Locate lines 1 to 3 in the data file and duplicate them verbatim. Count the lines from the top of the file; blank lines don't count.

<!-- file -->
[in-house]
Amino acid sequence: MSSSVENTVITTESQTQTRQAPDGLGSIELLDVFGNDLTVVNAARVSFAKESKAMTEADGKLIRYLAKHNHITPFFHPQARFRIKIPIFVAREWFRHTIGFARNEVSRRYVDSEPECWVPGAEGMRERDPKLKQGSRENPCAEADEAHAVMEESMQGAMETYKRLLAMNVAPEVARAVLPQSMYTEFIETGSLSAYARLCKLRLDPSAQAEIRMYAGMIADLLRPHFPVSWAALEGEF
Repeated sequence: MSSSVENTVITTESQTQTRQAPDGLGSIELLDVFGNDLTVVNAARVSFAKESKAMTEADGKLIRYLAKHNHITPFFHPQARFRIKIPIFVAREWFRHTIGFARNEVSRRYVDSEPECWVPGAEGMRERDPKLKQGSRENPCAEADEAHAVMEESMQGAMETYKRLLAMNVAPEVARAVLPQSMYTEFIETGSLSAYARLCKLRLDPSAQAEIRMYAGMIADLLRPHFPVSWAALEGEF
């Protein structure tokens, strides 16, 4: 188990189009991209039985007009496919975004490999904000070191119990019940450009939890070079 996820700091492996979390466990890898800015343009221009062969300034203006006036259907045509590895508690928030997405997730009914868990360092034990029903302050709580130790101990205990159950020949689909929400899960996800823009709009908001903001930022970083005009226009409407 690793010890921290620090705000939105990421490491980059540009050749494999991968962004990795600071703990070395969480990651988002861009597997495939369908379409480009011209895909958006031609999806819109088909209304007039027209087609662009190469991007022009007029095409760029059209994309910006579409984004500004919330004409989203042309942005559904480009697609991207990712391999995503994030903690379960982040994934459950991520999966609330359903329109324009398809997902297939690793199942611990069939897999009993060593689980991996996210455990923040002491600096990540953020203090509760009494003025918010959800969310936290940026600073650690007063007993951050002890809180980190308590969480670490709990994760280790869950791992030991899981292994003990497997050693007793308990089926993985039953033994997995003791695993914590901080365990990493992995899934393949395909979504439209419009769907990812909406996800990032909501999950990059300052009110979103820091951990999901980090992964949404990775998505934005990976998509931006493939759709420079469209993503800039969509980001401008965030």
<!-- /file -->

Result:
[in-house]
Amino acid sequence: MSSSVENTVITTESQTQTRQAPDGLGSIELLDVFGNDLTVVNAARVSFAKESKAMTEADGKLIRYLAKHNHITPFFHPQARFRIKIPIFVAREWFRHTIGFARNEVSRRYVDSEPECWVPGAEGMRERDPKLKQGSRENPCAEADEAHAVMEESMQGAMETYKRLLAMNVAPEVARAVLPQSMYTEFIETGSLSAYARLCKLRLDPSAQAEIRMYAGMIADLLRPHFPVSWAALEGEF
Repeated sequence: MSSSVENTVITTESQTQTRQAPDGLGSIELLDVFGNDLTVVNAARVSFAKESKAMTEADGKLIRYLAKHNHITPFFHPQARFRIKIPIFVAREWFRHTIGFARNEVSRRYVDSEPECWVPGAEGMRERDPKLKQGSRENPCAEADEAHAVMEESMQGAMETYKRLLAMNVAPEVARAVLPQSMYTEFIETGSLSAYARLCKLRLDPSAQAEIRMYAGMIADLLRPHFPVSWAALEGEF